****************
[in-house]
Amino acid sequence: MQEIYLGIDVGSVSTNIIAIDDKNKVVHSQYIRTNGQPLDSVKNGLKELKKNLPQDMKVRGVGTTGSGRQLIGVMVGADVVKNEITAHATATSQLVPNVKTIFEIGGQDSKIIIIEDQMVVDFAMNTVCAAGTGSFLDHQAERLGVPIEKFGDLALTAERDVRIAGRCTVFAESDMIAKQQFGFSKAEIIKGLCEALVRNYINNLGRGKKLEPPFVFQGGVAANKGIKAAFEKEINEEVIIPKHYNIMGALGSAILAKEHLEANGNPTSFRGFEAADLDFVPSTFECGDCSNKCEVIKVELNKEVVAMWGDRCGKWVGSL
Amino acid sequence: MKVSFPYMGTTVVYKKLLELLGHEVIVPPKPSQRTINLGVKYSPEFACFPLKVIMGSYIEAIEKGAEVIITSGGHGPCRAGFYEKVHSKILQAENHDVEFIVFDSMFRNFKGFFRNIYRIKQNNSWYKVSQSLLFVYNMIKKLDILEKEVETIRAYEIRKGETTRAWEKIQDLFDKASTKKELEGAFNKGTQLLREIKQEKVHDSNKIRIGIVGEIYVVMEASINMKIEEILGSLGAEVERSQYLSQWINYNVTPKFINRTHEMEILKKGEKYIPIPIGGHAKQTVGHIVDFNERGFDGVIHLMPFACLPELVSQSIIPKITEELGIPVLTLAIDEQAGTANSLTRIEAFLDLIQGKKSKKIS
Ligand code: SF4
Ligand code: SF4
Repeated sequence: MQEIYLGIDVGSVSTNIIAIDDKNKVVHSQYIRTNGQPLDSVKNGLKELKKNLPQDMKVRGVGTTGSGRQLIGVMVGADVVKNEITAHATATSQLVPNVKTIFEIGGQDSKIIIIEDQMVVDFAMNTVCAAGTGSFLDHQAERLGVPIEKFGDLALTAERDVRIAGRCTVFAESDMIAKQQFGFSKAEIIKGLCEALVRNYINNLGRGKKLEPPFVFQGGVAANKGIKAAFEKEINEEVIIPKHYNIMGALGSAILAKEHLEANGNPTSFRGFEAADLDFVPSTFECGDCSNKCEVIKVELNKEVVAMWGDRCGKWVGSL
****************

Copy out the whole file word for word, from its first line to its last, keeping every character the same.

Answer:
[in-house]
Amino acid sequence: MQEIYLGIDVGSVSTNIIAIDDKNKVVHSQYIRTNGQPLDSVKNGLKELKKNLPQDMKVRGVGTTGSGRQLIGVMVGADVVKNEITAHATATSQLVPNVKTIFEIGGQDSKIIIIEDQMVVDFAMNTVCAAGTGSFLDHQAERLGVPIEKFGDLALTAERDVRIAGRCTVFAESDMIAKQQFGFSKAEIIKGLCEALVRNYINNLGRGKKLEPPFVFQGGVAANKGIKAAFEKEINEEVIIPKHYNIMGALGSAILAKEHLEANGNPTSFRGFEAADLDFVPSTFECGDCSNKCEVIKVELNKEVVAMWGDRCGKWVGSL
Amino acid sequence: MKVSFPYMGTTVVYKKLLELLGHEVIVPPKPSQRTINLGVKYSPEFACFPLKVIMGSYIEAIEKGAEVIITSGGHGPCRAGFYEKVHSKILQAENHDVEFIVFDSMFRNFKGFFRNIYRIKQNNSWYKVSQSLLFVYNMIKKLDILEKEVETIRAYEIRKGETTRAWEKIQDLFDKASTKKELEGAFNKGTQLLREIKQEKVHDSNKIRIGIVGEIYVVMEASINMKIEEILGSLGAEVERSQYLSQWINYNVTPKFINRTHEMEILKKGEKYIPIPIGGHAKQTVGHIVDFNERGFDGVIHLMPFACLPELVSQSIIPKITEELGIPVLTLAIDEQAGTANSLTRIEAFLDLIQGKKSKKIS
Ligand code: SF4
Ligand code: SF4
Repeated sequence: MQEIYLGIDVGSVSTNIIAIDDKNKVVHSQYIRTNGQPLDSVKNGLKELKKNLPQDMKVRGVGTTGSGRQLIGVMVGADVVKNEITAHATATSQLVPNVKTIFEIGGQDSKIIIIEDQMVVDFAMNTVCAAGTGSFLDHQAERLGVPIEKFGDLALTAERDVRIAGRCTVFAESDMIAKQQFGFSKAEIIKGLCEALVRNYINNLGRGKKLEPPFVFQGGVAANKGIKAAFEKEINEEVIIPKHYNIMGALGSAILAKEHLEANGNPTSFRGFEAADLDFVPSTFECGDCSNKCEVIKVELNKEVVAMWGDRCGKWVGSL